Strengths and weaknesses of the company's design processes
The case was selected for two reasons: to illustrate a business model developed for a highly focused differentiated strategy; to generate discussion about how market forces and changing cycles can disrupt otherwise successful and entrenched business models.
1. What are the strengths and weaknesses of the company's design processes? What industries may benefit from similar processes?
2. What about the relationship between manufacturing and design? Are these mutually reinforcing functions?
3. The case emphasizes the importance of market cycles (slow, standard, fast) in the context of B&O's counter-intuitive approach for the industry. Are there strengths to their approach?
4. What are the market forces driving change at B&O at the time of the case, and how have those forces changed since then?
5. Which of B&O's capabilities or core competencies remain foundational even if the company moved towards a faster market cycle. Conversely, which capabilities/core competencies hinder the company's success?
6. If B&O wanted to become a broad market competitor in 2021, what would you recommend?
7. Evaluate the company's evolution since the publication of the case. What has changed?
"The Farm," Bang & Olufsen's futuristic glass-and-concrete headquarters, rose out of the green fields of western Denmark "like something lifted from a Stanley Kubrick dreamscape."2 In a nearby parking area, Christopher Sorensen stepped from his car and walked toward the entrance, on his way to meet with a high-powered group that included the CEO, to discuss an important product program. Within this 80-year-old company, based in rural Jutland where local people might still consider you an outsider after 30 years, Sorensen would be very much the newcomer. Despite that, he would try to convince the others to adjust the firm's successful design process—to change a winning game. In April 2006, Bang & Olufsen (B&O) sold a range of televisions, audio systems, loudspeakers, telephones, and other products (see Exhibit 1) in more than 60 countries.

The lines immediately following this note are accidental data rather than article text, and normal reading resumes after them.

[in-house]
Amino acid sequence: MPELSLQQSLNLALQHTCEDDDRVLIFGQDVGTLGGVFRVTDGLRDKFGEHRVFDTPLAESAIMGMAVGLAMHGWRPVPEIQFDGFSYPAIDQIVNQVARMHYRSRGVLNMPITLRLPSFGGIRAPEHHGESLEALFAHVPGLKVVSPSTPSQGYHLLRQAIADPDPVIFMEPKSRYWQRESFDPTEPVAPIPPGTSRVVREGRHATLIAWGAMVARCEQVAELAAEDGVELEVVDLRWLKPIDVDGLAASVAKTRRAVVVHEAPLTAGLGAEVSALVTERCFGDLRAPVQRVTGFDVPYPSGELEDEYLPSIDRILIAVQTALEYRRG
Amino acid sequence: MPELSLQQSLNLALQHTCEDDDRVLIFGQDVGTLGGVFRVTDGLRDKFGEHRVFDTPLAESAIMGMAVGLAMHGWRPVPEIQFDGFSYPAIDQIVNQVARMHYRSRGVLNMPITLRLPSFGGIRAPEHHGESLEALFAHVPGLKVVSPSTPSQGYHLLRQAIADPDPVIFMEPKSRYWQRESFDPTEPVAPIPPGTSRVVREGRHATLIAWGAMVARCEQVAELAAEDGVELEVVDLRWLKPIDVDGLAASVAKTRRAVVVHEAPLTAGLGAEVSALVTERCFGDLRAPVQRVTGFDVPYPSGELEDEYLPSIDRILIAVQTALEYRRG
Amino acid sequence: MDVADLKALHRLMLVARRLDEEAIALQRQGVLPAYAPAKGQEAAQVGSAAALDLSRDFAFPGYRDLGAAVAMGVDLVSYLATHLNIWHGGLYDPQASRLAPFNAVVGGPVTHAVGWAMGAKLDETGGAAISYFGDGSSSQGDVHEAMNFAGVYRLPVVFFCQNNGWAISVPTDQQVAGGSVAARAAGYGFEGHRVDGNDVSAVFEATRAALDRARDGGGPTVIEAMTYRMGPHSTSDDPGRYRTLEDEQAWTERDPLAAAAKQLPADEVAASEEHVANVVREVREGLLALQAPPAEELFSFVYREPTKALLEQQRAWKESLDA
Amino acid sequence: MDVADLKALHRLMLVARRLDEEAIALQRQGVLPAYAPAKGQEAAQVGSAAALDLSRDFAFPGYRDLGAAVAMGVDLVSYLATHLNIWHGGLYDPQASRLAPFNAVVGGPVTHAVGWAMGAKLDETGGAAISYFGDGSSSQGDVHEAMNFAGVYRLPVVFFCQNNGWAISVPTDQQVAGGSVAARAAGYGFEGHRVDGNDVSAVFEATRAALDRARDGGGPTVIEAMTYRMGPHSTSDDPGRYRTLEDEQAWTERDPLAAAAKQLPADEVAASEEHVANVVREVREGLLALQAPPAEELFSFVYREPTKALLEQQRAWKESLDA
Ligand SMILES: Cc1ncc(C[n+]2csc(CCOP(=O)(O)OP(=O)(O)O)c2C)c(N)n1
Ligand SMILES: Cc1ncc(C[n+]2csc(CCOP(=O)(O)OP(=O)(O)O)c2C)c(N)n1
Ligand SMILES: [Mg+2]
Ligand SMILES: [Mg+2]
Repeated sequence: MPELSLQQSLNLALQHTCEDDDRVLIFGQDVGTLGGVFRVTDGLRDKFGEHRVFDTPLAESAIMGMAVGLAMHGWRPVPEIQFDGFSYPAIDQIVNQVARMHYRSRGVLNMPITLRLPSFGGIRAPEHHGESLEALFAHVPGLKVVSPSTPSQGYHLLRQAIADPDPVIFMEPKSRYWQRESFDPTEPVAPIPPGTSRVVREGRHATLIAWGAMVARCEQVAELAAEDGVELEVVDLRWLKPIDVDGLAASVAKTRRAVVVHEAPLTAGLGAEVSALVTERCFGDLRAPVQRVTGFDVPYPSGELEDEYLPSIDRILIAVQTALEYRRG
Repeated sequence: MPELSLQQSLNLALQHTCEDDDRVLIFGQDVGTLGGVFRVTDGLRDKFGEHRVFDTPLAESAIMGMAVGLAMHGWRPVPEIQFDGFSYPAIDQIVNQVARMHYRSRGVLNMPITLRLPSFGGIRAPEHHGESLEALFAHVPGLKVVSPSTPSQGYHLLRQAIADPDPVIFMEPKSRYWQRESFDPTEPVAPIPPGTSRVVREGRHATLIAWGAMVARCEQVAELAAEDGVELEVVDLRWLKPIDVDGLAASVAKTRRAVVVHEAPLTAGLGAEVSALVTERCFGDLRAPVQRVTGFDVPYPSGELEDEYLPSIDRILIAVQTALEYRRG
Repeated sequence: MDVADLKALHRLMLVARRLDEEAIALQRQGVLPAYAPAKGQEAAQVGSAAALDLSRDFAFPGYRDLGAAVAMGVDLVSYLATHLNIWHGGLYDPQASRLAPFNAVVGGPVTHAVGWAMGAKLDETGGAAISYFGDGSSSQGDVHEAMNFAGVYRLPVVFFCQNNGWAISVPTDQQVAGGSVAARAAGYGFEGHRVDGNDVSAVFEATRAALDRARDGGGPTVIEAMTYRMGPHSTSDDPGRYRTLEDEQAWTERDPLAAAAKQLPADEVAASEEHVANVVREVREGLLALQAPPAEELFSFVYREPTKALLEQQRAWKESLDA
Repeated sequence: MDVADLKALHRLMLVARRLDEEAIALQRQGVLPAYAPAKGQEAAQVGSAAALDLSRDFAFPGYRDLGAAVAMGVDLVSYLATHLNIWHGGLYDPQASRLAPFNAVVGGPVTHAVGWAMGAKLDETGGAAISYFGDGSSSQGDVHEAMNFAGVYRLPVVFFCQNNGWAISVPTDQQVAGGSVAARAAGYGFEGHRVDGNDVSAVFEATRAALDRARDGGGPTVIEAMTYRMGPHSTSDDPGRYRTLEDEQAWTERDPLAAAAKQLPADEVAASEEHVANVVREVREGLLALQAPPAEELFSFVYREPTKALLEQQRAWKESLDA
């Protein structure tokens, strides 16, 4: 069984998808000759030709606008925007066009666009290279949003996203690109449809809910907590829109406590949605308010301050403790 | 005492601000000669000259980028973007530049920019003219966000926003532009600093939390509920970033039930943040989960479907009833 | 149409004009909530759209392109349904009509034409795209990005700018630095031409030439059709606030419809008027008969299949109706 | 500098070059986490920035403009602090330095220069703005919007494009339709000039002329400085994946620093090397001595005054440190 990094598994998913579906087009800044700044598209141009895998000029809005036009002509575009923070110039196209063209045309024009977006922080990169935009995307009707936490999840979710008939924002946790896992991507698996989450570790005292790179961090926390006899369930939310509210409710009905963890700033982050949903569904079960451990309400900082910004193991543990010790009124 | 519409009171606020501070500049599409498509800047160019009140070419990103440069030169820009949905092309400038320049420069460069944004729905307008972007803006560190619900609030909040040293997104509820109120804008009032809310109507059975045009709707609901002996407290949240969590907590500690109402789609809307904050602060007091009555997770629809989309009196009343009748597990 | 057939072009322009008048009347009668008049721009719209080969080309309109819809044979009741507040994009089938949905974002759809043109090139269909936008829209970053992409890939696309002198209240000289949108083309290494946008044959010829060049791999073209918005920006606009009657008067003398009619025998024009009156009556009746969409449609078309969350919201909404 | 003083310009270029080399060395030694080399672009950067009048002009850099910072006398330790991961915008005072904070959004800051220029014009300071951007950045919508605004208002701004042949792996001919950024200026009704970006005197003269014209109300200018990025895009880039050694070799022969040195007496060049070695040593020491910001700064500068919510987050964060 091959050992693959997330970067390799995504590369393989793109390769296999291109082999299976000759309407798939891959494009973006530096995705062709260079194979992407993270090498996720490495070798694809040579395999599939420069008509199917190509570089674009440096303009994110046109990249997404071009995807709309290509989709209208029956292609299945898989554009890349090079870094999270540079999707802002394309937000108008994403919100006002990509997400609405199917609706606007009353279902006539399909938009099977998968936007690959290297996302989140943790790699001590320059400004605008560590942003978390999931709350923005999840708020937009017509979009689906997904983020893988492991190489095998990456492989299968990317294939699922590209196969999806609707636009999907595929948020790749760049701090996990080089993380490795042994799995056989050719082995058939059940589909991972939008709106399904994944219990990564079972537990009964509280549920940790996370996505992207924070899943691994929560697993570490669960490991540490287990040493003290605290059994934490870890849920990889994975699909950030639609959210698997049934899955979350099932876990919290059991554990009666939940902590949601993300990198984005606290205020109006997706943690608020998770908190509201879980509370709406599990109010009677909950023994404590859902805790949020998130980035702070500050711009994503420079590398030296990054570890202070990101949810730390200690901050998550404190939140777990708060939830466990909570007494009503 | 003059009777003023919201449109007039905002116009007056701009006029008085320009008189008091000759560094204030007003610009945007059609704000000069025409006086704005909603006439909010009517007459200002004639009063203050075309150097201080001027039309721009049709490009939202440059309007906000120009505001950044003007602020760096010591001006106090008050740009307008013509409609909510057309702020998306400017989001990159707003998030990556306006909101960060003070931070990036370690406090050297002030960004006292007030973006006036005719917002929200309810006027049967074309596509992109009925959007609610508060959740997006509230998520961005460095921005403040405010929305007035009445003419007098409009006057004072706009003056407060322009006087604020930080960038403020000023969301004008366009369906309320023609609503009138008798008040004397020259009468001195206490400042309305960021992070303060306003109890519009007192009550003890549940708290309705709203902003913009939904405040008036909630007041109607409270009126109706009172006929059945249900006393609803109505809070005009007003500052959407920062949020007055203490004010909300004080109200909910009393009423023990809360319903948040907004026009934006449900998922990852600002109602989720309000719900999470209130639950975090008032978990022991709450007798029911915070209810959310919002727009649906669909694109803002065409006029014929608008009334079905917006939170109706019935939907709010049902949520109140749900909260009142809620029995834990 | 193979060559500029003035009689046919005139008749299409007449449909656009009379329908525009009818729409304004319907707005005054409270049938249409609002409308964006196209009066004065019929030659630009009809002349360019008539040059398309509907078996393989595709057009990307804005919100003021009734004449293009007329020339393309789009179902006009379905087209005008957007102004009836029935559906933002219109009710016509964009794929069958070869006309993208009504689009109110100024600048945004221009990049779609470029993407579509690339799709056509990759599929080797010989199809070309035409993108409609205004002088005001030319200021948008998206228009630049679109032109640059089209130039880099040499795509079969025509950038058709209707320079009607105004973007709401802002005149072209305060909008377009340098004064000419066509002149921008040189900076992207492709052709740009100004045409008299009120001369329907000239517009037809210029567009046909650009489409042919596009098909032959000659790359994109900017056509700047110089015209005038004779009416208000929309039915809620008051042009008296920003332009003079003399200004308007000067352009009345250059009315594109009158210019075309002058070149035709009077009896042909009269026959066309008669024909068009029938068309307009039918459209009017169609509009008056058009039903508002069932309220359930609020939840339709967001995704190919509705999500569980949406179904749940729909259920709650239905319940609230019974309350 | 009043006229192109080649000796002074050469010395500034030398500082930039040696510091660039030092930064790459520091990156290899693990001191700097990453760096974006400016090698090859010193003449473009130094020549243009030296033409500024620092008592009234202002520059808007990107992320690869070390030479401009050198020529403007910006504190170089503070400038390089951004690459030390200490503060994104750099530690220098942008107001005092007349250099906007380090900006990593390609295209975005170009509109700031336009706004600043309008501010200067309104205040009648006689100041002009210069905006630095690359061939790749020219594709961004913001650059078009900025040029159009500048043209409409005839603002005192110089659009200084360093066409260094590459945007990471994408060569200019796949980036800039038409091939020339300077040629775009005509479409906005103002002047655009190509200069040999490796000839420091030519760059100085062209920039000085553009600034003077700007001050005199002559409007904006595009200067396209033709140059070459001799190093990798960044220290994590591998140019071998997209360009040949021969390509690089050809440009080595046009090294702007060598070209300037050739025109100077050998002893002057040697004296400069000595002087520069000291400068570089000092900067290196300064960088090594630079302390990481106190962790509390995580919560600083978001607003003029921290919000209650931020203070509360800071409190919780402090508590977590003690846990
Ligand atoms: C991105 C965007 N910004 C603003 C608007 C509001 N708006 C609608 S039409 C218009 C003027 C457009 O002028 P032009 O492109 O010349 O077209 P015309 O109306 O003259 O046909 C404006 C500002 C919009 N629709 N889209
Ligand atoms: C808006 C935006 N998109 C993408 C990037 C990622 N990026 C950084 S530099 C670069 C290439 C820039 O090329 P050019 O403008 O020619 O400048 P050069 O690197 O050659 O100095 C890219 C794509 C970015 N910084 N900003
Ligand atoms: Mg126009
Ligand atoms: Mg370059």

The company had a worldwide reputation for idea-based products of high quality and artistic design, many of which held places of honor in the permanent collections of the world's greatest art museums. (According to a citation at the Museum of Modem Art in New York, B&O had "delivered the largest and most consistent design portfolio among the world's industrial companies."3) This level of accomplishment translated into high price points (see Exhibit 2) and profit margins, realized through an exclusive network of dealers, from devoted and discerning customers.
To create products with appearance and functionality that made them instantly recognizable, the company had evolved unique design and development processes. B&O gave designers free reign to create new products that would challenge engineers to find a way to manufacture them. New ideas, materials, and technologies made their way into B&O products only if designers put them there. Customers had proven their willingness to pay handsomely for this degree of design integrity.